In 1806, Napoleon, the French Emperor, commissionned the Arc de Triomphe in Paris to commemorate his victories. Since then, the Arc de Triomphe, one of the top monuments of the city, crowns the perspective of the Champs Elysees.
Every year, 600 000 tourists visit the Arc de Triomphe, one of the most famous Paris monuments. A legacy of Emperor Napoleon, Arc de Triomphe is also the rallying point of French troops parading down the Champs Elysees on Bastille day, July 14th, the French National Day.
Arc de Triomphe is a memorial dedicated to the 1 500 000 French soldiers who died during World War One. The view from the top of Arc de Triomphe over the twelve radiating avenues from it and the whole city of Paris is spectacular.
Having won the Austerlitz victory (picture) against a Russo-Austrian army on December 2nd 1805, French Emperor Napoleon told his soldiers: "You will return home through archs of triumph". To honor his soldiers, Napoleon commissioned the Arc de Triomphe to French architect Jean Chalgrin (picture) in 1806. The construction was stopped in 1814 with the abdication of Napoleon and resumed in 1826. The Arc de Triomphe was completed in 1836 (picture) under French King Louis Philippe (picture), the King who returned the ashes of Napoleon from Saint Helena Island to Paris (visit Napoleon's tomb in Les Invalides).
The Arc de Triomphe is 49m high, 45m wide, 22m deep. It is covered by sculptures including La Marseillaise (picture) by Francois Rude (picture). The names of 128 battles fought by the French Republic and Napoleon between 1792 and 1814 are engraved on the walls under the vault (picture) with the names of the generals who fought them.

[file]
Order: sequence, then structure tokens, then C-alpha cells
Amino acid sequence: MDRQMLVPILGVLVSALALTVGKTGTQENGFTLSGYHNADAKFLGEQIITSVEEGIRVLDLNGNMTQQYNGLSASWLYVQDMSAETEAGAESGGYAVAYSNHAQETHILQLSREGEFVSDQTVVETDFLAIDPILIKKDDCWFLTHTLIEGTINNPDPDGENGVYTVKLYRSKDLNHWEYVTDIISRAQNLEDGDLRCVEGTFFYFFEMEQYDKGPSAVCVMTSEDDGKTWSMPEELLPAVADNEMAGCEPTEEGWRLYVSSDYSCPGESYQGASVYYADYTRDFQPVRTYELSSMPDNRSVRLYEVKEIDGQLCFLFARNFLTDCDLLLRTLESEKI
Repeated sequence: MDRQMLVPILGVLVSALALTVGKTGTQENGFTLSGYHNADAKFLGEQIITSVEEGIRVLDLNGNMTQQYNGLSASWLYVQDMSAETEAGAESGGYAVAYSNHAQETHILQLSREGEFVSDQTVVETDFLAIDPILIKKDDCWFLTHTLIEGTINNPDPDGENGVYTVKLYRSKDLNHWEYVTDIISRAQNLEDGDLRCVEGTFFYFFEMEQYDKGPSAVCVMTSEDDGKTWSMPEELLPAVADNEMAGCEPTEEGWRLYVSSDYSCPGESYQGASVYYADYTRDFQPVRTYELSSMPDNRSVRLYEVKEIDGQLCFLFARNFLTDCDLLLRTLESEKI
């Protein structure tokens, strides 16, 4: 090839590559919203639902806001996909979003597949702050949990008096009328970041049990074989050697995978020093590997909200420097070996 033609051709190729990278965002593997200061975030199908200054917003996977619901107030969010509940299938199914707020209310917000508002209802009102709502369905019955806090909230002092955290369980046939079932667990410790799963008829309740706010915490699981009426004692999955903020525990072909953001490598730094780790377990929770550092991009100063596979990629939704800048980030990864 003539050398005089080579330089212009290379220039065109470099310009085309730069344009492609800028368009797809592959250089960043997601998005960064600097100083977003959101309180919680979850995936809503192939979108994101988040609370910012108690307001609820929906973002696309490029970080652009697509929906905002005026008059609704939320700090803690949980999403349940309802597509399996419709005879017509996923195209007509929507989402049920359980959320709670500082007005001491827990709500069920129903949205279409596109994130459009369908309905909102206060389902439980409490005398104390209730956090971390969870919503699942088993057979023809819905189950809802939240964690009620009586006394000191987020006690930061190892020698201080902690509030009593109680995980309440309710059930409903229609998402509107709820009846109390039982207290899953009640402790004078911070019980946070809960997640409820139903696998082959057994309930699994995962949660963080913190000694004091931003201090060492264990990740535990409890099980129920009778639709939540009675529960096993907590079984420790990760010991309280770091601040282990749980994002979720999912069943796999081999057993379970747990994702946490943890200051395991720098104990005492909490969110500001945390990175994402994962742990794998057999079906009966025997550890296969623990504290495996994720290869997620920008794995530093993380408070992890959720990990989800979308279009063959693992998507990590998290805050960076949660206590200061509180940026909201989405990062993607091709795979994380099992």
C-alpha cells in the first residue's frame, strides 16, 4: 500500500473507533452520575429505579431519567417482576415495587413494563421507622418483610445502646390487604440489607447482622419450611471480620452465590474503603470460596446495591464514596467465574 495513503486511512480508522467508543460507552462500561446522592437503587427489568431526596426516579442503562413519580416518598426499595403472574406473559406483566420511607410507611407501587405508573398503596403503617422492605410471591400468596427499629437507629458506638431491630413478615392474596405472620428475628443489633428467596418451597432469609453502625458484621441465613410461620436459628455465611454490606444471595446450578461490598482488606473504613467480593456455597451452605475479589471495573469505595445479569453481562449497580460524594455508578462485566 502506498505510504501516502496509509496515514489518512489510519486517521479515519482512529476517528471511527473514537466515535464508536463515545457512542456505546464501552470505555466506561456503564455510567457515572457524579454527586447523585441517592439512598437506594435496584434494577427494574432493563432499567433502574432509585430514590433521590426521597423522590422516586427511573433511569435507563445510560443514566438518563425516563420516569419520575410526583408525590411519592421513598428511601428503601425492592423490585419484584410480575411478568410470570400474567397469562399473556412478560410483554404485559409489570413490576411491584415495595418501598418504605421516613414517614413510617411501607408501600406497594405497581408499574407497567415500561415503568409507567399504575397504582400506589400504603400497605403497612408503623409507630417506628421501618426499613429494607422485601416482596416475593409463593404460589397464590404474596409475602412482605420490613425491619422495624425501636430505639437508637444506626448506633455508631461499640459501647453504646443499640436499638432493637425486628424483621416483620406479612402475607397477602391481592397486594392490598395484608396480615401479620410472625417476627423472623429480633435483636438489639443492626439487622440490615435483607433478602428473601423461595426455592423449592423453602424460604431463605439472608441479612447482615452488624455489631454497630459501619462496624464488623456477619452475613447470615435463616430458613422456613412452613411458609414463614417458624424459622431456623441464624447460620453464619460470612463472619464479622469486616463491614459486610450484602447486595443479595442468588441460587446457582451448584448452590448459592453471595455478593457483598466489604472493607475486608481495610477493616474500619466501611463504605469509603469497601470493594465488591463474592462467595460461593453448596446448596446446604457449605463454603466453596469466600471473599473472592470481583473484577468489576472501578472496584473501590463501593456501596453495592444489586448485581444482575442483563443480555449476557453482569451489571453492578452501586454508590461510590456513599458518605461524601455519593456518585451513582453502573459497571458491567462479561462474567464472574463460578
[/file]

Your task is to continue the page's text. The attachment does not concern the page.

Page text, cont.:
On November 11th 1920, an unknown soldier, meaning an unidentified soldier, was buried under the vault of the Arc de Triomphe, as a representative of the 1 500 000 French soldiers who died during World War One between 1914 and 1918. The idea to honor a French soldier who had died ﬁghting for his country was broached in 1916 by an ofﬁcial in the city of Rennes, who had ﬁgured in much of the ﬁghting. The idea gathered backing until, in December, 1919, more than a year after the end of the war, it reached Prime Minister Georges Clemenceau. He approved the idea, but proposed that a suitable tomb for an unknown soldier be installed in the Pantheon, the honorary burial place in Paris for France’s major historical ﬁgures. French veterans’ organizations argued that the unknown soldier’s burial place should be in a prestigious location reserved for him alone. They favored the Arc de Triomphe, originally built to honor military who died in the French revolutionary and Napoleonic-era wars. And so it was decided. Since 1923, at 6.30pm everyday, French war veterans and soldiers rekindled the Flame of Remembrance (picture) on the tomb of the unknown soldier.
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The Arc de Triomphe is often painted in the perspective of the Champs Elysees. Although none of the many famous painters who lived in Paris painted the Arc de Triomphe, there are a few lovely paintings of it.
More top Paris monuments.